We have so many incredible things happening in our country, so when I watch Charlottesville, to me it's very, very sad. I want to salute the great work of the state and local police in Virginia. Incredible people. Law enforcement, incredible people. And also the National Guard. They've really been working smart and working hard. They've been doing a terrific job. Federal authorities are also providing tremendous support to the governor. He thanked me for that. And we are here to provide whatever other assistance is needed. We are ready, willing and able. Above all else, we must remember this truth: No matter our color, creed, religion or political party, we are all Americans first. We love our country. We love our god.

We love our flag. We're proud of our country. We're proud of who we are, so we want to get the situation straightened out in Charlottesville, and we want to study it. And we want to see what we're doing wrong as a country where things like this can happen. My administration is restoring the sacred bonds of loyalty between this nation and its citizens, but our citizens must also restore the bonds of trust and loyalty between one another. We must love each other, respect each other and cherish our history and our future together. So important. We have to respect each other. Ideally, we have to love each other.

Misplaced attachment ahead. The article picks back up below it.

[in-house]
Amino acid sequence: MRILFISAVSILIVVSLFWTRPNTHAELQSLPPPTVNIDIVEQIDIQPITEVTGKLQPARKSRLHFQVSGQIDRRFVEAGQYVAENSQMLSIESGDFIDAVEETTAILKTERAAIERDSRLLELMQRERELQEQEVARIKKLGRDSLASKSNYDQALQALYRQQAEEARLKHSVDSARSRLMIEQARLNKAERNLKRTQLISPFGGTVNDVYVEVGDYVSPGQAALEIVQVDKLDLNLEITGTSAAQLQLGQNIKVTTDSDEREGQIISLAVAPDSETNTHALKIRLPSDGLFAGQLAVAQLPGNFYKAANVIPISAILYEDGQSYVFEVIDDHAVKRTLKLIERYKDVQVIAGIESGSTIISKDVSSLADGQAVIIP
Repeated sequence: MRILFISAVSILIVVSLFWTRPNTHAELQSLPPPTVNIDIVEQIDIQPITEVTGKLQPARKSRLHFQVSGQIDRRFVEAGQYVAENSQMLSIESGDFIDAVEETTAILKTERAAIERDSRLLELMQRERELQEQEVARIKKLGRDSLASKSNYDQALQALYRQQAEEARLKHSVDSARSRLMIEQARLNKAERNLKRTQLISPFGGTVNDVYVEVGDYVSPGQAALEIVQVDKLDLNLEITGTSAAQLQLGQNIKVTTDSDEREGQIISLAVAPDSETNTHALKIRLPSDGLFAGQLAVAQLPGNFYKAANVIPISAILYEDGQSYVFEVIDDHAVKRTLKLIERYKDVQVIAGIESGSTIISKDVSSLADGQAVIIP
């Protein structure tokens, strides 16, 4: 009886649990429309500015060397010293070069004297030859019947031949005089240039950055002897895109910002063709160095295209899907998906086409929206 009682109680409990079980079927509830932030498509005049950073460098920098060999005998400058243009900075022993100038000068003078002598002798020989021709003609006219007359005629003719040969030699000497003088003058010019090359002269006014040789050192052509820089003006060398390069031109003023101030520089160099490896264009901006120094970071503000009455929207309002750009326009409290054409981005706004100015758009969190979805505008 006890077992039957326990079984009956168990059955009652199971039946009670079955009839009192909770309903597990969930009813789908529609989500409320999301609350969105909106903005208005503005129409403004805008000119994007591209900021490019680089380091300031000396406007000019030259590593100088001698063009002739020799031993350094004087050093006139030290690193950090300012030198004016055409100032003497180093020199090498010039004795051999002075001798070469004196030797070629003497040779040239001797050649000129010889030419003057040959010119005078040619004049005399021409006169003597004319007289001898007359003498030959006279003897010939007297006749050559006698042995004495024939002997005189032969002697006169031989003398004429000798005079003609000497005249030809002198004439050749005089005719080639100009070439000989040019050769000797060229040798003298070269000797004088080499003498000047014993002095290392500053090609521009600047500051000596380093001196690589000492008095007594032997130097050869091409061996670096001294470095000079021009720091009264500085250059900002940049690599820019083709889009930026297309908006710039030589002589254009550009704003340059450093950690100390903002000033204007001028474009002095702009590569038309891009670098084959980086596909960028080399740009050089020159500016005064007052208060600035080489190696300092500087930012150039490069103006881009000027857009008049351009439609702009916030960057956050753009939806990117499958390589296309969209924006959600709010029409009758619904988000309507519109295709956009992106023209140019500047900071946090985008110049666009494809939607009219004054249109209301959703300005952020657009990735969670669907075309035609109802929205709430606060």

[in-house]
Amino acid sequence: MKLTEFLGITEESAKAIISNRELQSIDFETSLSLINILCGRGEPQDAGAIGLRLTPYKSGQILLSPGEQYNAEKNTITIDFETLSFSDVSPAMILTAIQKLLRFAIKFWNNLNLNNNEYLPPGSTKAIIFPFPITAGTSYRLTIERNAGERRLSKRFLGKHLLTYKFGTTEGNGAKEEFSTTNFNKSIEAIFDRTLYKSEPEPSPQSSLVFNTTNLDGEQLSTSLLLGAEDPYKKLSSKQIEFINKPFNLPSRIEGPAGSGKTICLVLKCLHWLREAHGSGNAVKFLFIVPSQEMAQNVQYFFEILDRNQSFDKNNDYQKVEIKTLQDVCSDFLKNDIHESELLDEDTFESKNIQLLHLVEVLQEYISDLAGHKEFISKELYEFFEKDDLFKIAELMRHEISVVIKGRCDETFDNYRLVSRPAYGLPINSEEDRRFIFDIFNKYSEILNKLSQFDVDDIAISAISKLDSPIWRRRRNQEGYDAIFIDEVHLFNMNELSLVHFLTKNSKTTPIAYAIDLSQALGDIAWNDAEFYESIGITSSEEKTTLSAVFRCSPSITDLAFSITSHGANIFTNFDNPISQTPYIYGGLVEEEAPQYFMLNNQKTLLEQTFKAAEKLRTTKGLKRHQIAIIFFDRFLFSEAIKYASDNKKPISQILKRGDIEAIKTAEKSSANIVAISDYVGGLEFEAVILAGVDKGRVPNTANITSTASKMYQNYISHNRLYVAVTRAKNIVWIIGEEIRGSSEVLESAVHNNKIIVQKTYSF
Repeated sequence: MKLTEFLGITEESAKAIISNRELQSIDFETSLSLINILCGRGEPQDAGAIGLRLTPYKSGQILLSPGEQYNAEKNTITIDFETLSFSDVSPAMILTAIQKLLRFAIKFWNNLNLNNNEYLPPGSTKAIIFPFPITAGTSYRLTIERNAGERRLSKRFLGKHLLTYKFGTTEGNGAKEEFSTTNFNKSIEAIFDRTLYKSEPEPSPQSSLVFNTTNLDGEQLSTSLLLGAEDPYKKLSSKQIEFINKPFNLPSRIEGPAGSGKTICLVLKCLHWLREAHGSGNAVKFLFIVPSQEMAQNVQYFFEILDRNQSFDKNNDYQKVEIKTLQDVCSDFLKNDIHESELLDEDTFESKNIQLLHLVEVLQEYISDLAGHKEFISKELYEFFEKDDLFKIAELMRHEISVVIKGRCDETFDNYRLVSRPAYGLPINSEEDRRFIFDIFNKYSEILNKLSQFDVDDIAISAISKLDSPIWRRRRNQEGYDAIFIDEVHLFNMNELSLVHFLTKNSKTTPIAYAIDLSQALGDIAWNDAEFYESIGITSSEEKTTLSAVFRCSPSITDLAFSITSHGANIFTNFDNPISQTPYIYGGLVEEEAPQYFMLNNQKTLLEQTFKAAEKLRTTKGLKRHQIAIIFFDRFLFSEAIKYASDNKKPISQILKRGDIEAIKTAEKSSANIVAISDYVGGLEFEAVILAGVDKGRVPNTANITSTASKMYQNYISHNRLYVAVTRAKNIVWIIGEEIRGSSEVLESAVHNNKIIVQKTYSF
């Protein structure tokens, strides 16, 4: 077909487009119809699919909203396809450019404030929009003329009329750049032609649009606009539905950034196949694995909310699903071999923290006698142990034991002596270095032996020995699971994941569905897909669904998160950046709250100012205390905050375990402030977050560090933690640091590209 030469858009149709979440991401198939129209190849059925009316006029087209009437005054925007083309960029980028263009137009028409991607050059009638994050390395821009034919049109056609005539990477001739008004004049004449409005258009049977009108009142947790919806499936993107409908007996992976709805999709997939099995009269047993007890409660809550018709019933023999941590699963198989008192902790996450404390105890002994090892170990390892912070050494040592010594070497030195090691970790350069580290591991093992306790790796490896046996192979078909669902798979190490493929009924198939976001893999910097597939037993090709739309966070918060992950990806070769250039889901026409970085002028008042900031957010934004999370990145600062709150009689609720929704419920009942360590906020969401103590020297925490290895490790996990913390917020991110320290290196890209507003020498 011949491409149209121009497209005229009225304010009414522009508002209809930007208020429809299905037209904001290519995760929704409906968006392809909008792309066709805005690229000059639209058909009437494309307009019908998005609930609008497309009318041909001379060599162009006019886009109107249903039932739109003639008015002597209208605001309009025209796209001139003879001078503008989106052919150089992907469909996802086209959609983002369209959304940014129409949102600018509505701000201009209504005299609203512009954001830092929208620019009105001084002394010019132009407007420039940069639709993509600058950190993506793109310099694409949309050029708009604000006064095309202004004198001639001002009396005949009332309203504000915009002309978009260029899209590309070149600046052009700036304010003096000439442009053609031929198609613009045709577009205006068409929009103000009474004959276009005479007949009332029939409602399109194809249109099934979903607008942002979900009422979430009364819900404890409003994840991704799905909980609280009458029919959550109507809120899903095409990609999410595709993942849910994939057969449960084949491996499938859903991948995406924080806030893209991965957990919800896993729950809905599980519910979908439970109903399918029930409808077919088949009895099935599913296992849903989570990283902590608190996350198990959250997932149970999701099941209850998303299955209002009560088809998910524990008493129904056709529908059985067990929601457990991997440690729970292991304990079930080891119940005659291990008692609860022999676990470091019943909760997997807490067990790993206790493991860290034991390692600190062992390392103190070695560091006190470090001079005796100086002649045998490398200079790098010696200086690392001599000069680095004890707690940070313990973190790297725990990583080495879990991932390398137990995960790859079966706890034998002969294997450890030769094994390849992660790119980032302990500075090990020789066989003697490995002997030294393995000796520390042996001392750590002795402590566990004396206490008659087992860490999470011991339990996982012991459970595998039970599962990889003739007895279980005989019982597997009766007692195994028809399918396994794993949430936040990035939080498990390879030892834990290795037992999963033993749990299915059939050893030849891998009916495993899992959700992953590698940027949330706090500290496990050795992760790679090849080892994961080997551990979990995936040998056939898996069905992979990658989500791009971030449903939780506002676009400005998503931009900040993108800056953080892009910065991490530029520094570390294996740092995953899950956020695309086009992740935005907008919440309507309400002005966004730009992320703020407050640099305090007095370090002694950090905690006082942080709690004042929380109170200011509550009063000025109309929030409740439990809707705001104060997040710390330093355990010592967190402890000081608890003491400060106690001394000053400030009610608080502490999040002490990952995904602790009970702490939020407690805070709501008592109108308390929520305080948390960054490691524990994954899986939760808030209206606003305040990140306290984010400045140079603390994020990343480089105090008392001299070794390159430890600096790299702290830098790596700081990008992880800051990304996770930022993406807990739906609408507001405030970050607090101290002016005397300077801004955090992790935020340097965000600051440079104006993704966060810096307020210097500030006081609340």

One sentence set the Internet on fire, and well it should have: "We condemn in the strongest possible terms this egregious display of hatred, bigotry and violence on many sides, on many sides." On many sides? What the frick-frack are you talking about? Even some of his fellow Republicans took issue.

I suspect that many people, watching the video of his remarks, stopped listening at that point, as a result of their heads having exploded. But read the rest of the second paragraph, beginning with "It's been going on for a long time in our country," and answer me this: is or is not that entire paragraph a steaming pile that goes beyond being offensive into being incoherent?  What does "Not Donald Trump. Not Barack Obama" even mean?? And, what's been "going on for a long, long time"?

Then, keep going, if you dare - how does "the hate and division must stop, and it must stop now" - a sentiment hard to refute - how does that lead to a boast about "record employment"?

Someone killed someone with a car.

"We're renegotiating trade deals to make them great for our country and great for the American worker."

SOMEONE KILLED SOMEONE WITH A CAR.

The next paragraph is quintessential Trump: the childlike description of the day's events in Charlottesville as "very, very sad," buried in fluff about incredible people doing incredible things, and the assertion that "Federal authorities are also providing tremendous support to the governor. He thanked me for that." Because everything, all the time, has to become about him.